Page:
Brain and testes growth, improved fertility and the recuperation of cognitive function were observed for the first time by scientists at Dana-Farber Cancer Institute, according to an article published in the scientific journal Nature. The laboratory mice were injected with a controllable telomerase gene – these genes maintain the telomeres – protective caps that shield the ends of chromosomes.
Low telomerase levels are linked to tissue degeneration and functional decline in elderly humans, due to erosion of telomeres.
Ronald DePinho, MD, and team generated prematurely aged mice with a telomerase switch. They then used the switch to reactivate the telomerase to find out whether the signs and symptoms of aging could be slowed down, or even reversed.
DePinho said it will be a few years before any human application is usable or approved. He added that some unusual genetic premature aging syndromes believed to be caused by shortened telomeres may eventually be treatable using their technology.
- “Whether this would impact on normal aging is a more difficult question. But it is notable that telomere loss is associated with age-associated disorders and thus restoration of telomeres could alleviate such decline.”
In this experiment the scientists found that none of the mice developed cancer. Cancer cells activate telomerase to keep themselves alive virtually indefinitely.
To reduce the risk of cancer, the authors say that the telomerase can be switched on for short periods, perhaps days or weeks. They hope that this might be enough time to prevent fueling hidden cancers or setting off new ones.
- “If you can remove the underlying damage and stresses that drive the aging process and cause stem cells to go into growth arrest, you may be able to recruit them back into a regenerative response to rejuvenate tissues and maintain health in the aged.”
Examples of the stresses DePinho quotes include the gradual shortening of telomeres, causing tissue and cells to fail.
When telomeres are lost, a cascade of signals within the body occurs, leading to a halt in cell division and even self-destruction, stem cells stop developing into anything, organs deteriorate, and brain cells start dying.
The authors wrote:
- Generally, the shortening of telomeres in normal tissues shows a steady decline, except in the case of cancer, where they are maintained.
The laboratory mice had been specifically engineered to develop severe DNA and tissue damage as a result of abnormal, premature aging. They had short, telomeres that did not work properly. The mice had a range of age-related conditions and illnesses that was passed on to each generation progressively.
Some of the conditions experienced by the mice included:
- reduced testes size
- very low sperm counts
- atrophied spleens
- intestinal damage
- brain shrinkage
- inability to grow new brain cells
- “We wanted to know: If you could flip the telomerase switch on and restore telomeres in animals with entrenched age-related disease, what would happen? Would it slow down aging, stabilize it, or even reverse it?”
The researchers found a way to switch on the telomerase gene which had been dormant in the mice, known as TERT. The TERT gene within the mouse was engineered to encode a fusion protein of TERT and the estrogen receptor.
The fusion protein only responded to a special form of estrogen – i.e. only this special form of estrogen could activate the fusion protein. So, the researchers could choose when to activate the telomeres, simply by giving the mice an estrogen-like drug.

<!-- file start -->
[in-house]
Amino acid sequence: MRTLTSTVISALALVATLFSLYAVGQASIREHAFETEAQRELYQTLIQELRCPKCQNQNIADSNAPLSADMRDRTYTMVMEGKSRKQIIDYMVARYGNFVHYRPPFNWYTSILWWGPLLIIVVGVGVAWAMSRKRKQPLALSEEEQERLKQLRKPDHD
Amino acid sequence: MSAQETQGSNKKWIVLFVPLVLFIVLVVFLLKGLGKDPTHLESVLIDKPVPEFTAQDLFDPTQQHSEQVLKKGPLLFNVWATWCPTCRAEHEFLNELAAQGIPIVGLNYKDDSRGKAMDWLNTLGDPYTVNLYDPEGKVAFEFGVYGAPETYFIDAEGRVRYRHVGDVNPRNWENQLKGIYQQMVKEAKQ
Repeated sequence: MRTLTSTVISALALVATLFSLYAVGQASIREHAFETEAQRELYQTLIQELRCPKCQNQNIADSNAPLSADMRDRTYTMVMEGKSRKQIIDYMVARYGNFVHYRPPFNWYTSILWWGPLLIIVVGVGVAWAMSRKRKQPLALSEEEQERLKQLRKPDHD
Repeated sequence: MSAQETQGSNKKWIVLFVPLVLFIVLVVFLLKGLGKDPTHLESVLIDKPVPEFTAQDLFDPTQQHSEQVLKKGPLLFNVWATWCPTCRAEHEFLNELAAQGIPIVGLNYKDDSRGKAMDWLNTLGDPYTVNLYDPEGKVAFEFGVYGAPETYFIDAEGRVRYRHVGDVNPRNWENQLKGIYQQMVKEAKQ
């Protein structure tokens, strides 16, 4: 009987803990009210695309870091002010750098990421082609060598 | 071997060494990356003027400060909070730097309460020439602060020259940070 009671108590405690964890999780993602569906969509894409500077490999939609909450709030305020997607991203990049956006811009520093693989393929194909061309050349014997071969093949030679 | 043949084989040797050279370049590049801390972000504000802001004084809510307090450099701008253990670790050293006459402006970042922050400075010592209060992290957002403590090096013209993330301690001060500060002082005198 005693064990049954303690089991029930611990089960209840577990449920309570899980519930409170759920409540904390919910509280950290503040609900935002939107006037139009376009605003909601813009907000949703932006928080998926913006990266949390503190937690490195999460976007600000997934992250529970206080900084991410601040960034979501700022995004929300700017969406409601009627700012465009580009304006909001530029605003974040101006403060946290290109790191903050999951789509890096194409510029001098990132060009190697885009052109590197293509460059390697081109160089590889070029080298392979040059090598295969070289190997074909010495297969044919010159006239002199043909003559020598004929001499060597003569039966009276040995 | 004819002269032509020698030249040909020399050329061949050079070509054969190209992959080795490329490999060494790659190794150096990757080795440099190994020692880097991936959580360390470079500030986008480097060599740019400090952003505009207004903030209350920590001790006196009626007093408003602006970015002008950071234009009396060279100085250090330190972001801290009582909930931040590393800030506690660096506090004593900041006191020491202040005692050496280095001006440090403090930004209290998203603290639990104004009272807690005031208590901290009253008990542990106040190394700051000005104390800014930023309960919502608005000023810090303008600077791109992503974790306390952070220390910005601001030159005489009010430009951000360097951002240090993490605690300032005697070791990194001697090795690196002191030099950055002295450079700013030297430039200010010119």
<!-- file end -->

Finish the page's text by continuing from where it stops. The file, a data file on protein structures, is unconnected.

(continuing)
A time-release pellet containing the estrogen drug was placed under the skin of some of the mice, while another type of pellet without the drug was given to the other mice.
Four weeks later the researchers noticed some impressive signs of rejuvenation among the mice which had received the estrogen-like drug. The treated mice had higher levels of telomerase and longer ones too. They noticed that the treated mice’s cells were starting to grow again, there was a reversal of tissue degeneration, their spleens, testes and brain had started to increase in size.
- “It was akin to a Ponce de Leon effect.” (a Spanish explorer who sought the mythical Fountain of Youth) “When we flipped the telomerase switched on and looked a month later, the brains had largely returned to normal.”
The myelin sheaths which protect nerve cells began to regenerate – they had become very thin. A wide range of nerve cell types were being produced. The telomerase increase reactivated the brain stem cells so that new neurons started being produced.
The scientists wanted to determine whether all this improvement was also occurring in the mice’s functional performance. They gave the mice functional tests, including placing certain smells mice link to danger in specific parts of their habitat to see whether they would avoid them. The prematurely aged mice would have walked straight into them. The mice that received the estrogen-like drug did avoid those areas.
- “One of the most amazing changes was in the animals’ testes, which were essentially barren as aging caused the death and elimination of sperm cells,” recounted DePinho. “When we restored telomerase, the testes produced new sperm cells, and the animals’ fecundity was improved – their mates gave birth to larger litters.”
The treated mice also lived longer than the others in the experiment, but no longer than a normal, healthy mouse.
The researchers concluded:
- “This unprecedented reversal of age-related decline in the central nervous system and other organs vital to adult mammalian health justifies exploration of telomere rejuvenation strategies for age-associated diseases.”
“Telomerase reverses ageing process – Dramatic rejuvenation of prematurely aged mice hints at potential therapy.”
Ewen Callaway, Ronald DePinho et al
Published online 28 November 2010 | Nature | doi:10.1038/news.2010.635
Written by Christian Nordqvist